Each participant should prepare a list of talking points, or even write a short letter that they will read aloud during the intervention. It’s a good idea to address the addicted individual directly, but this is not the time to attack, accuse, or get angry. Instead, explain what affects the substance abuse has had, and your fears for the future.

Remain compassionate, and make sure that the subject of the intervention understands that you love and support them.


While not necessary to have a counselor, therapist, or social worker who’s experienced in treating addiction attend the intervention, it can help. As you might imagine, interventions can get heated. Emotions run high, and it’s fairly easy to get sidetracked. A professional can ensure that the intervention runs as smoothly as possible, and gently guide participants back to the matter at hand.

It can be hard to predict how an addicted person will react to the intervention. They may capitulate immediately, or become hostile and defensive. There will almost certainly be feelings of anger, sadness, guilt, and denial.

If someone in the circle of family and friends has a cool head and can be relied upon to de-escalate emotional outbursts, great! Otherwise, consider bringing in a professional interventionist. This is especially important if the addicted individual has violent tendencies, is mentally ill, or has expressed suicidal thoughts.

Either way, do plenty of research, in order to set the intervention up for success.


Experts advise that you enter the intervention with the intention of an immediate outcome. Don’t give the addicted individual “time to think about it” but instead, ask them to enter into rehab right away. Be prepared with transportation to the rehab facility. If possible, you may even want to pack a bag for the individual beforehand.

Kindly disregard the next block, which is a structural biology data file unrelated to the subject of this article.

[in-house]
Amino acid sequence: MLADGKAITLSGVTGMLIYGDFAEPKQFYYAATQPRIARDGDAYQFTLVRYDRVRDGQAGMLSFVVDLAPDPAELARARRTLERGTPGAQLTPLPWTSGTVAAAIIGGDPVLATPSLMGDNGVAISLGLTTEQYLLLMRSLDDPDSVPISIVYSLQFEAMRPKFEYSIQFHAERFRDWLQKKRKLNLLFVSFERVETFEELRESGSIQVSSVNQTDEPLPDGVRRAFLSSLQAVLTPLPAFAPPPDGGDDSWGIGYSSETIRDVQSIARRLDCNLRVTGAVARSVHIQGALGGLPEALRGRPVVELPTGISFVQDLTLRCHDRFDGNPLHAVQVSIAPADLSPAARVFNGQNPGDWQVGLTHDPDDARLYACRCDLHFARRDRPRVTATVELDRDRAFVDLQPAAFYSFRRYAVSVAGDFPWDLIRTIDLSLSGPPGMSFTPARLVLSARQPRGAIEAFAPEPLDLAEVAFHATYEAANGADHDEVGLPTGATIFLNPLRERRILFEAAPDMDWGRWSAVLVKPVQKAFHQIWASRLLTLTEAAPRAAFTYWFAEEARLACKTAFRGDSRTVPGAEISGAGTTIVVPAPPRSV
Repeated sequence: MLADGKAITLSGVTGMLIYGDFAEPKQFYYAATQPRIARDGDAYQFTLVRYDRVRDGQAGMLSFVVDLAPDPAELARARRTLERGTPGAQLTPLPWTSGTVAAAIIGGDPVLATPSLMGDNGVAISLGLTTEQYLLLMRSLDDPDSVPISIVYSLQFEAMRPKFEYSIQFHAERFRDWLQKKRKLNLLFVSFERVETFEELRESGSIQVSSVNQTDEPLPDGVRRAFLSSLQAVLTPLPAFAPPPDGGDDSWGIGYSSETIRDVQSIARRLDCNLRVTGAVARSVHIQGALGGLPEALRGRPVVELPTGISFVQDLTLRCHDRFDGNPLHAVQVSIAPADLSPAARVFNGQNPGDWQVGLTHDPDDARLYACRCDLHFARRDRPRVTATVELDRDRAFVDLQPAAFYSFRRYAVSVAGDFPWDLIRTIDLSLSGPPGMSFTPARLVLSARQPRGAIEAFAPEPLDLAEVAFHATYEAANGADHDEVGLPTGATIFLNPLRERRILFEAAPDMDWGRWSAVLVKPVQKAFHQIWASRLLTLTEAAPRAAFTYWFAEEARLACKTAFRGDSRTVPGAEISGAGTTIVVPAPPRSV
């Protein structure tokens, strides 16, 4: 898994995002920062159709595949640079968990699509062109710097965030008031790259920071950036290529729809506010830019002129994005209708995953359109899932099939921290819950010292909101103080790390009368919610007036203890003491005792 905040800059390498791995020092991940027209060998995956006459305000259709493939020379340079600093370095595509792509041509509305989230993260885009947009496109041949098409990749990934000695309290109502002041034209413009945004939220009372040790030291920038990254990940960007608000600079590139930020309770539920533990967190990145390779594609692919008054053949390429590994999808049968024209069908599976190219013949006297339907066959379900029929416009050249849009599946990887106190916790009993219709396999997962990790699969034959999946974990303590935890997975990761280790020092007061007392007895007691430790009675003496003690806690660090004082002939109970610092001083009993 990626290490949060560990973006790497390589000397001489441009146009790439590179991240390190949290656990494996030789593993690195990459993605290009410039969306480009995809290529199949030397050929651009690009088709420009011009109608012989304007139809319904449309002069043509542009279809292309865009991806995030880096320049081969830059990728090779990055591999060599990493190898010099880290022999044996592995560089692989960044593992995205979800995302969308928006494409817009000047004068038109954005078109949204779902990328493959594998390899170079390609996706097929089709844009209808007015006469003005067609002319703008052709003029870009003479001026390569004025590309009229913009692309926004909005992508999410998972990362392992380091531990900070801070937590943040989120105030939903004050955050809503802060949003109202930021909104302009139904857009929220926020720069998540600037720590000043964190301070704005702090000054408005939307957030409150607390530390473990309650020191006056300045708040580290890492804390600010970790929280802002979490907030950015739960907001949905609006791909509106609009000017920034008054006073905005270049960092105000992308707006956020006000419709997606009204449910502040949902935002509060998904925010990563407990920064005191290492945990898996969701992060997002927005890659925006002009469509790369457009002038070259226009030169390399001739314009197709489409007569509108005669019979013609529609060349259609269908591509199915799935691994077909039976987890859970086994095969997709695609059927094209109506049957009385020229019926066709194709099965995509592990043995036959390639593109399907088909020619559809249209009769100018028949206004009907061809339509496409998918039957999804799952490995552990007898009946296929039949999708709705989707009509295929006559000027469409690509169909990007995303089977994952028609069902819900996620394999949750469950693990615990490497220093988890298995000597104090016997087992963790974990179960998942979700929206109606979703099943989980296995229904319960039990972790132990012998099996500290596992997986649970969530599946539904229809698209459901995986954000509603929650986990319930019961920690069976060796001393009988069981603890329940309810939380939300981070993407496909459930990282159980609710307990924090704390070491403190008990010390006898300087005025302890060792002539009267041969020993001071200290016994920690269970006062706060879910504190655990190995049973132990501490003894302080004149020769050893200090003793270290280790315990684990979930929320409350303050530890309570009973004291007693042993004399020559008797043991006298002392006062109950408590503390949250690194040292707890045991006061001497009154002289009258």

As mentioned above, you must also be prepared to act on the ultimatum, if the individual resists going into rehab. That may mean kicking them out of the house, refusing to help them financially, and cutting off ties. Of course, these are going to be difficult actions — which is why an intervention is usually a last resort — but in order to effect change, they are also necessary.

The spouse, other family members, and close friends of the addict should also consider getting help for themselves. There may be support groups for family members offered by the rehab center. Just as drug or alcohol abuse affects family members of an addicted person, so does recovery from those substances.


A successful intervention takes planning, cooperation, and foresight. Perhaps most of all, it requires compassion and honesty. An intervention program can bring about wonderful results, as long as it is undertaken with love and respect.

Seven Ponds Treatment is a state-of-the-art, nature-based treatment program that has helped many people free themselves from addiction. If you would like more information about our approach to addiction treatment, fill out the contact form here — there’s no obligation, and it’s entirely confidential.